Virtual field trips that take geology students from the Bonnechere Caves to Potholes Provincial Park, Niagara Falls and Halfway Log Dump Bay. Digital labs that allow biomedical engineering students to observe their experiments at a nano-level. And partnerships with students in Mexico that explore the impact of COVID-19 on food security and trust in government.
These are just a few of the ways University of Toronto professors are planning for a fall semester unlike any other. About 90 per cent of undergraduate courses give students the option of studying online and most of these courses will be offered online only.
It’s a big – though temporary – shift in the way the university typically operates, but many U of T faculty members already have considerable experience teaching online. In fact, some say there are clear advantages to the medium.
To take one existing example: More than 2,000 students a year enrol in Planet Earth, an online introductory course in geology taught by Professor Nicholas Eyles of the department of physical and environmental sciences at U of T Scarborough.
“I think it leads to better motivation when students can learn in their own time,” Eyles says.
With the help of a team of U of T researchers and computer science-turned-geoscience student Shane Sookhan, Eyles created fully online lessons on mineral resources, rock formations, glacial movement, the origins of the Great Lakes and more – with each module connected to a “virtual reality trip.” With a few clicks of a button, students can take a 3D tour of Albion Falls, the Cheltenham Badlands and other areas the course highlights for their geological significance.
“They can go back and re-watch if there’s anything they don’t understand, and I have a lot of anecdotal evidence that the whole family gets involved,” says Eyles, who explores new field areas on an orange BMW motorbike that he nicknamed “the Pumpkin.”
Nicholas Eyles, a professor at U of T Scarborough, teaches a popular online introductory course in geology, featuring 3D virtual tours, that draws some 2,000 students each year (photo by Ken Jones)
Eyles, who received the McNeil Medal from the Royal Society of Canada for his work promoting and communicating science to the public, is an accomplished tour guide. As host of The Geologic Journey for CBC’s The Nature of Things, he took Canadians on geological treks around the world. Eyles says students of his online course often become so interested in the sites they explore that they organize their own, in-person trips.
An example of Eyles’s online course material from a module that looks at the urbanization of southern Ontario (deck courtesy of Planet Earth Online)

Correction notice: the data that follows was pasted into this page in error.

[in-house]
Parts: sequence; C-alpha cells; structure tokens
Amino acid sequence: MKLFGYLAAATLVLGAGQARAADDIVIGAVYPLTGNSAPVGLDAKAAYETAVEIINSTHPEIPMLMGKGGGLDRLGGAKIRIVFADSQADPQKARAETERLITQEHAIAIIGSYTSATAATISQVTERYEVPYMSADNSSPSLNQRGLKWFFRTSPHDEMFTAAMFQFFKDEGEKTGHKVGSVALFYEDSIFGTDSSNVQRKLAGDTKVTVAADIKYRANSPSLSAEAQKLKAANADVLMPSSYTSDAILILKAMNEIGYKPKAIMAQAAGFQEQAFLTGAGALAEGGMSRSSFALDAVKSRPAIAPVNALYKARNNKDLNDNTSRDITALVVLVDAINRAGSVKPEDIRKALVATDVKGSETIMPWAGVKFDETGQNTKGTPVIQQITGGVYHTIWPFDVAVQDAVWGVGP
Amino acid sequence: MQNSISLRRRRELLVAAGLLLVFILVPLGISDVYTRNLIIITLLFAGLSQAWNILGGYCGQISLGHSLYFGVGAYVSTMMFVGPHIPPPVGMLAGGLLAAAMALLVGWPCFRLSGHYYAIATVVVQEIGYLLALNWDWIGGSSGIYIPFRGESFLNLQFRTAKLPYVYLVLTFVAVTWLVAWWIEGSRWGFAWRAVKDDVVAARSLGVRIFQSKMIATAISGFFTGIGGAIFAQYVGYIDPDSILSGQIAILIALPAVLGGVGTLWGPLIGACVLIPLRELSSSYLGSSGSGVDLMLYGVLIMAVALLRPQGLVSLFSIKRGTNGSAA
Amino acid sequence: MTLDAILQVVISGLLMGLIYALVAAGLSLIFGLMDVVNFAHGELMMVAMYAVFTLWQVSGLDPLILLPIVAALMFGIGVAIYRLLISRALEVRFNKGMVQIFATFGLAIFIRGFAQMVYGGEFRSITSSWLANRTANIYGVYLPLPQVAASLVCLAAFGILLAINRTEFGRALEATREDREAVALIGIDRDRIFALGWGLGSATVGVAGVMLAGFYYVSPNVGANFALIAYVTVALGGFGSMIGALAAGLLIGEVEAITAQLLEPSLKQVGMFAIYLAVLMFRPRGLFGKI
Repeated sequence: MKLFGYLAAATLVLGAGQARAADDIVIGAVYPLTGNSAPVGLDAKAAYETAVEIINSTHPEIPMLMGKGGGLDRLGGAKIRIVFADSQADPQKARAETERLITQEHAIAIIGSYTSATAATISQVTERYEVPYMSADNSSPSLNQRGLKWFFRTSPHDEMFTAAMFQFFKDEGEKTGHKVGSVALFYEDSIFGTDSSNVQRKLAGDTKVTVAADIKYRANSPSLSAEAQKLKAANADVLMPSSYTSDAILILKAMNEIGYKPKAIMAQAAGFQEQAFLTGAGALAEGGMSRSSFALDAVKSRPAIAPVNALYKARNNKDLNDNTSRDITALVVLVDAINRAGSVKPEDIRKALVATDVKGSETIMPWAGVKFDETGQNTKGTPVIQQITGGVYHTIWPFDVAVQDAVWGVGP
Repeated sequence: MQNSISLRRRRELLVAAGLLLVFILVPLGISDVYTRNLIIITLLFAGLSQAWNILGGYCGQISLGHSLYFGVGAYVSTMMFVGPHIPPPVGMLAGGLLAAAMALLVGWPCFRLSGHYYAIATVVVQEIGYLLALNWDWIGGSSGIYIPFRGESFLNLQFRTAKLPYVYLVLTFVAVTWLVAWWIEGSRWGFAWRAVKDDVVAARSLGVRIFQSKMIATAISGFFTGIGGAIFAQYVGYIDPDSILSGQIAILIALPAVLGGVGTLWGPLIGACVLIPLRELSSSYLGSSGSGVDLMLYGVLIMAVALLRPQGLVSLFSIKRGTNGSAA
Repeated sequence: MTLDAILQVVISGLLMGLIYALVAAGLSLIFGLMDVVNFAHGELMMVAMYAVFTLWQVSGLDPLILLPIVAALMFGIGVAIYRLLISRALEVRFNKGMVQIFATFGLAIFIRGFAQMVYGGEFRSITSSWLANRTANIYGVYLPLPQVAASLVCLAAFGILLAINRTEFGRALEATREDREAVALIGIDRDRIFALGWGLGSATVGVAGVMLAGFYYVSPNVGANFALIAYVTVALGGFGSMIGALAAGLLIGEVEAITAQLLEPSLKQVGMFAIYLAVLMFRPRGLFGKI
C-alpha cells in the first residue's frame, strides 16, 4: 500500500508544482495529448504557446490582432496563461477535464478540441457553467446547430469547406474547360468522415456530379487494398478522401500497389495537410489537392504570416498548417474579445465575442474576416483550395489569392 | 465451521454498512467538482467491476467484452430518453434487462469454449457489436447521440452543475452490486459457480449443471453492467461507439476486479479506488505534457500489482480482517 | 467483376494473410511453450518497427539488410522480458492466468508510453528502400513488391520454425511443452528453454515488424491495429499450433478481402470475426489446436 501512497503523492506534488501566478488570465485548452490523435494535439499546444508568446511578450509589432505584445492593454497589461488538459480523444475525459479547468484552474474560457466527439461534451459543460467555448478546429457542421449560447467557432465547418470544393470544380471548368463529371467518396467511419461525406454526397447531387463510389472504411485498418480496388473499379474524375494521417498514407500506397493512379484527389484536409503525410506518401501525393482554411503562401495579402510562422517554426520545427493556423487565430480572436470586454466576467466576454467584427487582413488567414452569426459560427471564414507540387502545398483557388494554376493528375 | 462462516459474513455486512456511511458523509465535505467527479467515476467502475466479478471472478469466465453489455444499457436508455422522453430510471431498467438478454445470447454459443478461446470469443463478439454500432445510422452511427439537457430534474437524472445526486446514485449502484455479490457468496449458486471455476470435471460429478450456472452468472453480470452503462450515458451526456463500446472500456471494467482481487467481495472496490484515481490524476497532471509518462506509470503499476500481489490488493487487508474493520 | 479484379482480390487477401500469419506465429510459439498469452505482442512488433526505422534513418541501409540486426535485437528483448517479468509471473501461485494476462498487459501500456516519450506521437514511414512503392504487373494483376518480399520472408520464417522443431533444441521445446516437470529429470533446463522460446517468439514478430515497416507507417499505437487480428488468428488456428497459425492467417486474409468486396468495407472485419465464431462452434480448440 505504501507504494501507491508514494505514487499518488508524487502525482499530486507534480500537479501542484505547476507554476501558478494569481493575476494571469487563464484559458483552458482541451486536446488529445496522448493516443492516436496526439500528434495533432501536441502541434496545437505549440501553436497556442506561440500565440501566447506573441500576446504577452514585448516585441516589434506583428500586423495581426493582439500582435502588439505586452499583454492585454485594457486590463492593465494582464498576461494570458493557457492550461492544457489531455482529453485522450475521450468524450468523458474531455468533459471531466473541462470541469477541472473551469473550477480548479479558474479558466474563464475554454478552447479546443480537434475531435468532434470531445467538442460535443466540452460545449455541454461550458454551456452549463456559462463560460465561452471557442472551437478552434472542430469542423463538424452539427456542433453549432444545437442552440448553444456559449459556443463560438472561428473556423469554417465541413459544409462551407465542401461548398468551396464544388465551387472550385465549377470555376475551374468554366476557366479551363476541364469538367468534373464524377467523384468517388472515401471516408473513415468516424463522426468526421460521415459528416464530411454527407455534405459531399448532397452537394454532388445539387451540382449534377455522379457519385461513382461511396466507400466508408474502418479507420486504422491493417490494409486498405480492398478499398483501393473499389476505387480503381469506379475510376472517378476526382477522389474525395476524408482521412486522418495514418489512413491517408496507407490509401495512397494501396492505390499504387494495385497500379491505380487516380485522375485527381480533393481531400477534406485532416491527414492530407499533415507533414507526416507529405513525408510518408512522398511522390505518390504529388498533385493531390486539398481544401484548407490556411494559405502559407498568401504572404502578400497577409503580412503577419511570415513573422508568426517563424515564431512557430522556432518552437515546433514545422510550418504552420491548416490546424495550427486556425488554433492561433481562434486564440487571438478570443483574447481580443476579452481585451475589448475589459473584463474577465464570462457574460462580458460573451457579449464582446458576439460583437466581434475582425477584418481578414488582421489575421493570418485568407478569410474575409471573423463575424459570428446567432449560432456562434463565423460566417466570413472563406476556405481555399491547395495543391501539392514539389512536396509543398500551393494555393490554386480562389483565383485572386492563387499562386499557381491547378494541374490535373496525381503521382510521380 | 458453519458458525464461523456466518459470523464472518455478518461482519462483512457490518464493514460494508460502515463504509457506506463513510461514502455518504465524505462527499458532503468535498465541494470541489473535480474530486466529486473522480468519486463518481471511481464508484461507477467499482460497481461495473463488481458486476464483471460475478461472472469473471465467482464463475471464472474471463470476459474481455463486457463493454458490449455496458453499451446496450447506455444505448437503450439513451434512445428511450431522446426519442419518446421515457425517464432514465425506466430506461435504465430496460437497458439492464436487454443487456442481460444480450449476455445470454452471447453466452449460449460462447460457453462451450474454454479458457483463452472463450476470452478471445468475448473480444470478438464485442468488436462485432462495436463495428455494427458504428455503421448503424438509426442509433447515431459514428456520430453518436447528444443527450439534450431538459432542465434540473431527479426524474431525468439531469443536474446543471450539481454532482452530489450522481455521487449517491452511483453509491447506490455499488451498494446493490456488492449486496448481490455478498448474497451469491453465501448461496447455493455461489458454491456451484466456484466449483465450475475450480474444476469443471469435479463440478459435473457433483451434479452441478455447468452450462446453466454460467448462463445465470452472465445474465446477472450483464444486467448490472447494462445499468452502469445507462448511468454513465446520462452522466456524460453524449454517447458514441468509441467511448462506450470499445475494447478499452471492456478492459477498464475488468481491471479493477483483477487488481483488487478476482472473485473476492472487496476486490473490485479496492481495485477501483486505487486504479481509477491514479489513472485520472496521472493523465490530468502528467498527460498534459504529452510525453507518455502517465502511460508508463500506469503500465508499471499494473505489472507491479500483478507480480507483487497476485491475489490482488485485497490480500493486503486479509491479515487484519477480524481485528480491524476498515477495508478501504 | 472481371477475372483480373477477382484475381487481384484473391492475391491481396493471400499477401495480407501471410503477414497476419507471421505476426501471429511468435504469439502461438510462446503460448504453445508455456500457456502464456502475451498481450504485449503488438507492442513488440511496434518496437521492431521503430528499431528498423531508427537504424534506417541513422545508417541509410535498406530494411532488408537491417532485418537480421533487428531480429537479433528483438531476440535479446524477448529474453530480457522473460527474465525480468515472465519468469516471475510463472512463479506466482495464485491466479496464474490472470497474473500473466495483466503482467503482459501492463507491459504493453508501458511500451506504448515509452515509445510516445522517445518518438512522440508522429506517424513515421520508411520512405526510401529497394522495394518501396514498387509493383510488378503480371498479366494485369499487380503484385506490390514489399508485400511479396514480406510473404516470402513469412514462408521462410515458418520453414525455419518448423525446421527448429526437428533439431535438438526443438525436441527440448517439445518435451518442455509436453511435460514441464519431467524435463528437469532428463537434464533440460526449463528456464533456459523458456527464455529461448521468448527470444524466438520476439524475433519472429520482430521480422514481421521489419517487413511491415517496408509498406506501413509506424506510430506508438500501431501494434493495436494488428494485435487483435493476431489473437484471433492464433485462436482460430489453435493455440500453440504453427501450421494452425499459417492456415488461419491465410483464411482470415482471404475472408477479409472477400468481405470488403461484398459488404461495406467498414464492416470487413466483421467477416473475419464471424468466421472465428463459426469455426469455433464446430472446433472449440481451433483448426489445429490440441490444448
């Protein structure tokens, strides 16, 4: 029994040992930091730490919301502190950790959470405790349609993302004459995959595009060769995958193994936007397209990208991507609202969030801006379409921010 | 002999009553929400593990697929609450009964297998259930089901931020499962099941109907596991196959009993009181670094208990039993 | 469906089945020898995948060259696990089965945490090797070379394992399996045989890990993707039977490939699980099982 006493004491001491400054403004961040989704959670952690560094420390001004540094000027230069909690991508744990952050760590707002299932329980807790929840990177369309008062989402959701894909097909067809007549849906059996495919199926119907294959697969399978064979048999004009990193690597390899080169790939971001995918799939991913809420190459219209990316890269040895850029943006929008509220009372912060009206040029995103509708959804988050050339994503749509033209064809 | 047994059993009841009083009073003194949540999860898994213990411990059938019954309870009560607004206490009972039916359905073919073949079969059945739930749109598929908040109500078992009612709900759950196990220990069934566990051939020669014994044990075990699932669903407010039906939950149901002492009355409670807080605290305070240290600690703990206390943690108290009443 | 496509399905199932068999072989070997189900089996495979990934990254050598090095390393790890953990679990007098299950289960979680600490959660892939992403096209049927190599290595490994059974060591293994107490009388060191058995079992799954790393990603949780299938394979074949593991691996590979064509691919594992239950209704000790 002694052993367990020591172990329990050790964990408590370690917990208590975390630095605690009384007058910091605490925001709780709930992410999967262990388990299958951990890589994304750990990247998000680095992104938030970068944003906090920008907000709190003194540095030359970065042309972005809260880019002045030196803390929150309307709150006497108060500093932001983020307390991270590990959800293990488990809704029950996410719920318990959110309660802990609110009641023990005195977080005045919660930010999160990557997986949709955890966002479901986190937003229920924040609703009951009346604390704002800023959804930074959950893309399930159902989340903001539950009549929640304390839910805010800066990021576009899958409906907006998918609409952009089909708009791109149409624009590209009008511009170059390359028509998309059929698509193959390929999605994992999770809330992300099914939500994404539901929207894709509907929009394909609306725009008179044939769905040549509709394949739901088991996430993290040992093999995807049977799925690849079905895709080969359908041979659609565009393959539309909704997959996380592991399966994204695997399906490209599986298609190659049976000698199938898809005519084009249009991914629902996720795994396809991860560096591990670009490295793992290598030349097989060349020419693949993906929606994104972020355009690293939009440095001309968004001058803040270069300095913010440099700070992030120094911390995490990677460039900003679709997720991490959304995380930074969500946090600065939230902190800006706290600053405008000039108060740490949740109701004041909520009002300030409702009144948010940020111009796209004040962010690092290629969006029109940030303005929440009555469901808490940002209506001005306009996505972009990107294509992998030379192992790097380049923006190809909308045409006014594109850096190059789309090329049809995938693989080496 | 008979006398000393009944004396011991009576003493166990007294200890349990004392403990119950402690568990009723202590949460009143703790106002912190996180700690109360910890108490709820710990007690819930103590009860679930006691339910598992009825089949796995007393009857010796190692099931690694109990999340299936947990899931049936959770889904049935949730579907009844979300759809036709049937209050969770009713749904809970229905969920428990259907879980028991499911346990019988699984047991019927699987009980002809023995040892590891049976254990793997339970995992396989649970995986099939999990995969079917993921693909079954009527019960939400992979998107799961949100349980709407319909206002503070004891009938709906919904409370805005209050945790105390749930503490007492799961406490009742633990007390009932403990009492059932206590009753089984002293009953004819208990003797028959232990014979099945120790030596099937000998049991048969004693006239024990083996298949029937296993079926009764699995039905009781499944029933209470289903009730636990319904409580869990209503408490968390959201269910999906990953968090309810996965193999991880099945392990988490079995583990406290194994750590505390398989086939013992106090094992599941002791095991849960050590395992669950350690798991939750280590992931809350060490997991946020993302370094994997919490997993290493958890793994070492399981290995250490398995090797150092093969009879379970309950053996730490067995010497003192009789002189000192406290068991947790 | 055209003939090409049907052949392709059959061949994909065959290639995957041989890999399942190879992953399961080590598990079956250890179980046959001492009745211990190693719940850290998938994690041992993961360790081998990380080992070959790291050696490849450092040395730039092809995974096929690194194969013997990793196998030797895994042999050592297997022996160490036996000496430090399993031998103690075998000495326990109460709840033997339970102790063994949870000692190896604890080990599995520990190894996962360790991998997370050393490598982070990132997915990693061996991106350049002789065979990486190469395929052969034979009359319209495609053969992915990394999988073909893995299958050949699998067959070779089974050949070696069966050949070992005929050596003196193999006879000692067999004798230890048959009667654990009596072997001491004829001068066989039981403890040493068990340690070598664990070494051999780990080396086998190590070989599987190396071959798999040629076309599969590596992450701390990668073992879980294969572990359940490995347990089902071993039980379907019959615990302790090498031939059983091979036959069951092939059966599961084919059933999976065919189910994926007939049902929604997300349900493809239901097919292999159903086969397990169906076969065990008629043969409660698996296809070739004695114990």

Yet, even if online learning at U of T is far from new, the scale and variety of approaches being developed at U of T for this fall is without precedent. And the desire to keep everyone in the U of T community safe, while delivering an engaging educational experience of the high quality for which U of T is globally renowned, is fueling creativity and innovation across all three campuses.
In the Faculty of Applied Science & Engineering, for example, Dawn Kilkenny will adopt a hybrid model to teach a third-year biomedical engineering course this fall. That includes in-person office hours, “bite-size” online lectures and virtual labs.
The lab simulations, made by the Denmark-based startup Labster, allow students to move around a digital lab space and carry out experiments.
“It reminds students of the background theory as they go along – and that’s one of the benefits of the virtual simulation,” says Kilkenny, an associate professor, teaching stream, in the Institute of Biomedical Engineering. “A lot of [the simulations] bring up the biology on the micro-scale or the nano-scale, so they will intermittently show students what’s happening on that small level.
“It allows you to visualize what you normally can’t see.”
Dawn Kilkenny, an associate professor in the Faculty of Applied Science & Engineering, says virtual labs offer students additional context and background about the experiments they are pursuing (photo by Luke Ng)
The digital labs are also in use at other universities around the world, including Stanford University, Harvard University and MIT.